Purpose To publish the Spanish translation of Version 12 of the sports injury classification system called Orchard Sports Injury Classification System and propose a modification to include a numerical code that reflects the impact of the injury on sports functionality. Methods The members of the working group on the epidemiology of sports injury, of the Group for the Study of the Muscle-Tendon System (GESMUTE), and of the Spanish Society of Sports Traumatology (SETRADE), carried out a bibliographical review on the epidemiological classification systems of injuries, 3 face-to-face consensus meetings, and various online pieces of work, following the Delphi work methodology. Results The Spanish translation of Version 12 of the Orchard Sports Injury Classification System is fully accessible and free of charge at . The current project proposes to add, at the end of the current coding system of Version 12, a numerical code (0: No Functional impairment; 1: Limits Sports Activity; 2: Prevents Sports Activity; 3: Limits Daily Life Activities), to indicate any functional repercussions caused by the injury. Conclusion We present the Spanish translation of Version 12 of the Orchard Sports Injury Classification System. We propose as an improvement the inclusion of functionality criteria in sports injury classifications; more specifically, our proposal could be an improvement to the Orchard Sports Injury Classification System Version 12.
Exercise is related to many individual health outcomes but impact evaluations of exercise programmes are seldom conducted. The purpose of the study is to evaluate the feasibility of an exercise prescription intervention in primary health-care settings (CAMINEM Programme) located in two socially disadvantaged neighbourhoods. The CAMINEM was a pragmatic-driven intervention with opportunistic recruitment. It followed the 5As framework for health promotion and also the exercise training principles. Feasibility was evaluated using the RE-AIM framework (Reach, Effectiveness, Adoption, Implementation, and Maintenance). Patients with non-communicable chronic diseases participated in a 12-month home-based moderate-intensity exercise program, counselled by exercise physiologists. Participants were grouped according to their physical activity behaviour at baseline and 6-month adherence. CAMINEM reached 1.49% (n = 229) of the eligible population (N = 15374) and included a final sample of 178. Health outcomes for adhered participants followed positive patterns. Non-adhered participants visited their practitioner more compared to adhered participants. Thirty-three practitioners (40%) referred patients. Nurses referred four times more than physicians (81% and 19% respectively). The delivery of exercise prescriptions proved to be easy to complete and record by participants as well as easy to monitor and adjust by the exercise physiologists. One out of four participants adhered during the 12-month intervention. This intervention has been feasible in primary care in Catalonia, Spain, to safely prescribe home-based exercise for several conditions.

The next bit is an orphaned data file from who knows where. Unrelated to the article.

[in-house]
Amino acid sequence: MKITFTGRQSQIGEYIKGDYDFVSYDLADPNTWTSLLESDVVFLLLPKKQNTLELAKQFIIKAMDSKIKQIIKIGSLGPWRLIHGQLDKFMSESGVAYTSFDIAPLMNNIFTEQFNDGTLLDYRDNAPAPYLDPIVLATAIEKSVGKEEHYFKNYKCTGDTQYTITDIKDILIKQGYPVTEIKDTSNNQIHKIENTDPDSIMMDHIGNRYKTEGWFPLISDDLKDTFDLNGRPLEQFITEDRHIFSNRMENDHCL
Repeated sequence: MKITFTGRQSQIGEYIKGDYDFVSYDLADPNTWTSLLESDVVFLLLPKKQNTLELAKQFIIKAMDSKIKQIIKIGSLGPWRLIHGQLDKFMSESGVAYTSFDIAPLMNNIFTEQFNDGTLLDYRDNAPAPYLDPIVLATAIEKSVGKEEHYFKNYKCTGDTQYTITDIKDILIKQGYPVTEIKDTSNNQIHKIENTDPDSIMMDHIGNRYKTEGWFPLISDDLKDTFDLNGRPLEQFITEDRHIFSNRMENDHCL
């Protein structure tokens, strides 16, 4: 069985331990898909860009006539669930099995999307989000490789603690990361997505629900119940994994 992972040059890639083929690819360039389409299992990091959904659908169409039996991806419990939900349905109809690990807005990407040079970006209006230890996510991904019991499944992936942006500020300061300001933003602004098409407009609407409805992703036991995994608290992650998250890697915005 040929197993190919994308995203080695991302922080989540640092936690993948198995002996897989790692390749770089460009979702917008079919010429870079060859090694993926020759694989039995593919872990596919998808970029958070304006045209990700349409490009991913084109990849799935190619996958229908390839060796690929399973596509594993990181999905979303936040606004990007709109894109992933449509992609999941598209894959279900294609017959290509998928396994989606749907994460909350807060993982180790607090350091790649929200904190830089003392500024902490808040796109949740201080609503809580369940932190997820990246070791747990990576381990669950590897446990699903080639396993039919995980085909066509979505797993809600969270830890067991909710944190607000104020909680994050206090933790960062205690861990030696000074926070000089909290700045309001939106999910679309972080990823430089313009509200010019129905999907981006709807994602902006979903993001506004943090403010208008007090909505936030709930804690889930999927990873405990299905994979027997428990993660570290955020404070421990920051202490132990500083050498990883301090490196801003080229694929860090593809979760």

BACKGROUND The purpose of this study was to assess the relationship between power output and relative power output at the functional threshold power, ventilatory threshold and respiratory compensation point in road cyclists. METHODS Forty-six road cyclists (age 38 ± 9 years; height 177 ± 9 cm; body mass 71.4 ± 8.6 kg; body mass index 22.7 ± 2.2 kg·m-1; fat mass 7.8 ± 4%, VO2max 61.1 ± 9.1 ml·min-1·kg-1) performed a graded exercise test in which power output and relative power output at the ventilatory landmarks were identified. Functional threshold power was established as 95% of the power output during a 20-minute test. RESULTS Power output and relative power output at the functional threshold power were higher than at the ventilatory threshold (p < 0.001). There were very large to near perfect correlations for power output (95% CI for r from 0.71 to 0.9) and relative power output (95% CI for r from 0.79 to 0.93) at the functional threshold power and respiratory compensation point. Mean bias in power ouput and relative power output measured at RCP compared with FTP was not significant (mean bias 95% CI from -7 to 10 W and -0.1 to 0.1 W/kg, respectively). CONCLUSIONS Power output and relative power output at the functional threshold power are higher than at the ventilatory threshold. Power output and relative power output at the functional threshold power and respiratory compensation point are strongly related, but caution is required when using both concepts indistinctly.
The aim of this study was to identify how positioning the goals in diagonal configurations on the pitch modifies the external training load and the tactical behaviour of young football players during smallsided games. Four teams of five outfield players and a goalkeeper played six small-sided games of five minutes’ duration in three different scenarios: 1) Control: goals placed one in front of the other; 2) Right diagonal goals: goals placed in the right-hand corner of the offensive half-pitch; and 3) Left diagonal goals: goals placed in the left-hand corner of the offensive half-pitch. The positioning-derived data from each player were collected with 10-Hz GPS units and were used to compute external load and tactical variables. Regarding the external load variables, differences were mainly focused on distance covered while walking in defence and game pace (variability), with higher values for the diagonal scenarios. Also, the length/width ratios in offence and defence were most likely lower in diagonal scenarios. In conclusion, the results showed that players’ adaptations to the environmental constraints of positioning the goals diagonally were the enhancement of the width team variable and the variability of the length.